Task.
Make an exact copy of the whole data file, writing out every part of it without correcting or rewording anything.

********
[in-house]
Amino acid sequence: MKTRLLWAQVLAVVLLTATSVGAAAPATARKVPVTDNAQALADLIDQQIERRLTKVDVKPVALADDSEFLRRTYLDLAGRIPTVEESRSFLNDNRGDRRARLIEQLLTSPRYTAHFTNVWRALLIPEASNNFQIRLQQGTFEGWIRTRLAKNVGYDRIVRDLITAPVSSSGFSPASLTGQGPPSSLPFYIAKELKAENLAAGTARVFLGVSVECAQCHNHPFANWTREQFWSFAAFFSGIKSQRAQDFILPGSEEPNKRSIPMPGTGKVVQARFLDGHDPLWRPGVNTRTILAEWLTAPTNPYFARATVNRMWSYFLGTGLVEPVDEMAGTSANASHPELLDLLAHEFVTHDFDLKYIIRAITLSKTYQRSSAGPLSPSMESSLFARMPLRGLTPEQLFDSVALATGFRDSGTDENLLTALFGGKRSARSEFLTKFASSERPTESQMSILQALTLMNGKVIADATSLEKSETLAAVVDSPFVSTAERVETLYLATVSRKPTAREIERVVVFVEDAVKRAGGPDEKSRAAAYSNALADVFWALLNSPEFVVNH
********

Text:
[in-house]
Amino acid sequence: MKTRLLWAQVLAVVLLTATSVGAAAPATARKVPVTDNAQALADLIDQQIERRLTKVDVKPVALADDSEFLRRTYLDLAGRIPTVEESRSFLNDNRGDRRARLIEQLLTSPRYTAHFTNVWRALLIPEASNNFQIRLQQGTFEGWIRTRLAKNVGYDRIVRDLITAPVSSSGFSPASLTGQGPPSSLPFYIAKELKAENLAAGTARVFLGVSVECAQCHNHPFANWTREQFWSFAAFFSGIKSQRAQDFILPGSEEPNKRSIPMPGTGKVVQARFLDGHDPLWRPGVNTRTILAEWLTAPTNPYFARATVNRMWSYFLGTGLVEPVDEMAGTSANASHPELLDLLAHEFVTHDFDLKYIIRAITLSKTYQRSSAGPLSPSMESSLFARMPLRGLTPEQLFDSVALATGFRDSGTDENLLTALFGGKRSARSEFLTKFASSERPTESQMSILQALTLMNGKVIADATSLEKSETLAAVVDSPFVSTAERVETLYLATVSRKPTAREIERVVVFVEDAVKRAGGPDEKSRAAAYSNALADVFWALLNSPEFVVNH